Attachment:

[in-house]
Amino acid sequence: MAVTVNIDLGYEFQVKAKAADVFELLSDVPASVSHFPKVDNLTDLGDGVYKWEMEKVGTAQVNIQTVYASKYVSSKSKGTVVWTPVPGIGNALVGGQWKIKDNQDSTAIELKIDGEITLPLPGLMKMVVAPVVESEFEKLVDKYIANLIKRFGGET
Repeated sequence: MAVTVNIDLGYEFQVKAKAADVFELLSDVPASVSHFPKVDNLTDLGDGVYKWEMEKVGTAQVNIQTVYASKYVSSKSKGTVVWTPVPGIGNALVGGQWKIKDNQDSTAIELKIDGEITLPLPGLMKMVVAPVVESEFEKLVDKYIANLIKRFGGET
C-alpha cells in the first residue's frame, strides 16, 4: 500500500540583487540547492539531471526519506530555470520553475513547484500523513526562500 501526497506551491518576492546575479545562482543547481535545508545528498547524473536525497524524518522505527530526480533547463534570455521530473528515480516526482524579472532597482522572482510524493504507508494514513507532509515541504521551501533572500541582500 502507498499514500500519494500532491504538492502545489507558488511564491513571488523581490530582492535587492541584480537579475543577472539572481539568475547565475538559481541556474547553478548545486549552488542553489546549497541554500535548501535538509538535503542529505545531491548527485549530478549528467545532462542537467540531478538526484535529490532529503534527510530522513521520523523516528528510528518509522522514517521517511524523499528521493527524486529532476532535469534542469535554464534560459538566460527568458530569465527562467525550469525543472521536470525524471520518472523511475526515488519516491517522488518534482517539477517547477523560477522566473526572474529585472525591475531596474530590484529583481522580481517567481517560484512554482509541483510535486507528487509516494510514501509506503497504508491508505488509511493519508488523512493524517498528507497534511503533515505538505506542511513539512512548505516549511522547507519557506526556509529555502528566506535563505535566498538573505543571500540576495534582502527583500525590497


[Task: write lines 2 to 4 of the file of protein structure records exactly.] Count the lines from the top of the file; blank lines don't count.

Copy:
Amino acid sequence: MAVTVNIDLGYEFQVKAKAADVFELLSDVPASVSHFPKVDNLTDLGDGVYKWEMEKVGTAQVNIQTVYASKYVSSKSKGTVVWTPVPGIGNALVGGQWKIKDNQDSTAIELKIDGEITLPLPGLMKMVVAPVVESEFEKLVDKYIANLIKRFGGET
Repeated sequence: MAVTVNIDLGYEFQVKAKAADVFELLSDVPASVSHFPKVDNLTDLGDGVYKWEMEKVGTAQVNIQTVYASKYVSSKSKGTVVWTPVPGIGNALVGGQWKIKDNQDSTAIELKIDGEITLPLPGLMKMVVAPVVESEFEKLVDKYIANLIKRFGGET
C-alpha cells in the first residue's frame, strides 16, 4: 500500500540583487540547492539531471526519506530555470520553475513547484500523513526562500 501526497506551491518576492546575479545562482543547481535545508545528498547524473536525497524524518522505527530526480533547463534570455521530473528515480516526482524579472532597482522572482510524493504507508494514513507532509515541504521551501533572500541582500 502507498499514500500519494500532491504538492502545489507558488511564491513571488523581490530582492535587492541584480537579475543577472539572481539568475547565475538559481541556474547553478548545486549552488542553489546549497541554500535548501535538509538535503542529505545531491548527485549530478549528467545532462542537467540531478538526484535529490532529503534527510530522513521520523523516528528510528518509522522514517521517511524523499528521493527524486529532476532535469534542469535554464534560459538566460527568458530569465527562467525550469525543472521536470525524471520518472523511475526515488519516491517522488518534482517539477517547477523560477522566473526572474529585472525591475531596474530590484529583481522580481517567481517560484512554482509541483510535486507528487509516494510514501509506503497504508491508505488509511493519508488523512493524517498528507497534511503533515505538505506542511513539512512548505516549511522547507519557506526556509529555502528566506535563505535566498538573505543571500540576495534582502527583500525590497